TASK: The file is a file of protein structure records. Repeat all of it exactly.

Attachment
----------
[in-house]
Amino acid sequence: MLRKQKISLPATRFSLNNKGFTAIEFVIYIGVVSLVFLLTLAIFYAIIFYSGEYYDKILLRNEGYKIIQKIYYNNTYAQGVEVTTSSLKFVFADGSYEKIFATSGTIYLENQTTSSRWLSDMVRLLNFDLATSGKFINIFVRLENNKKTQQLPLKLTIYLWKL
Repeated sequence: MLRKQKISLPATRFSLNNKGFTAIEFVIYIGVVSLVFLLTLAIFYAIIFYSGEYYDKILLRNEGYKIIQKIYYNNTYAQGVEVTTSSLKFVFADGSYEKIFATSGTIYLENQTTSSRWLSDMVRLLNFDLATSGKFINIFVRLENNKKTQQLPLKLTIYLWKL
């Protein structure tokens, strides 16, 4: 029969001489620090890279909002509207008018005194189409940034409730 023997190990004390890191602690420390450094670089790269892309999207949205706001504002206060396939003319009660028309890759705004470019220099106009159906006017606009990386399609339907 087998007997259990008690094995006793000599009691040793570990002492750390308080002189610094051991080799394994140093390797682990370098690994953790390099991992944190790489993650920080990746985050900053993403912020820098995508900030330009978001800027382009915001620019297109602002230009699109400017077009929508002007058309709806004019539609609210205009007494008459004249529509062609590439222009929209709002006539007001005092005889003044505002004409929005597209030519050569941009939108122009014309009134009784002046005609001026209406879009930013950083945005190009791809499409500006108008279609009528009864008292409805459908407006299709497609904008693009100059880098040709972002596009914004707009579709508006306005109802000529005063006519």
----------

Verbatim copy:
[in-house]
Amino acid sequence: MLRKQKISLPATRFSLNNKGFTAIEFVIYIGVVSLVFLLTLAIFYAIIFYSGEYYDKILLRNEGYKIIQKIYYNNTYAQGVEVTTSSLKFVFADGSYEKIFATSGTIYLENQTTSSRWLSDMVRLLNFDLATSGKFINIFVRLENNKKTQQLPLKLTIYLWKL
Repeated sequence: MLRKQKISLPATRFSLNNKGFTAIEFVIYIGVVSLVFLLTLAIFYAIIFYSGEYYDKILLRNEGYKIIQKIYYNNTYAQGVEVTTSSLKFVFADGSYEKIFATSGTIYLENQTTSSRWLSDMVRLLNFDLATSGKFINIFVRLENNKKTQQLPLKLTIYLWKL
């Protein structure tokens, strides 16, 4: 029969001489620090890279909002509207008018005194189409940034409730 023997190990004390890191602690420390450094670089790269892309999207949205706001504002206060396939003319009660028309890759705004470019220099106009159906006017606009990386399609339907 087998007997259990008690094995006793000599009691040793570990002492750390308080002189610094051991080799394994140093390797682990370098690994953790390099991992944190790489993650920080990746985050900053993403912020820098995508900030330009978001800027382009915001620019297109602002230009699109400017077009929508002007058309709806004019539609609210205009007494008459004249529509062609590439222009929209709002006539007001005092005889003044505002004409929005597209030519050569941009939108122009014309009134009784002046005609001026209406879009930013950083945005190009791809499409500006108008279609009528009864008292409805459908407006299709497609904008693009100059880098040709972002596009914004707009579709508006306005109802000529005063006519």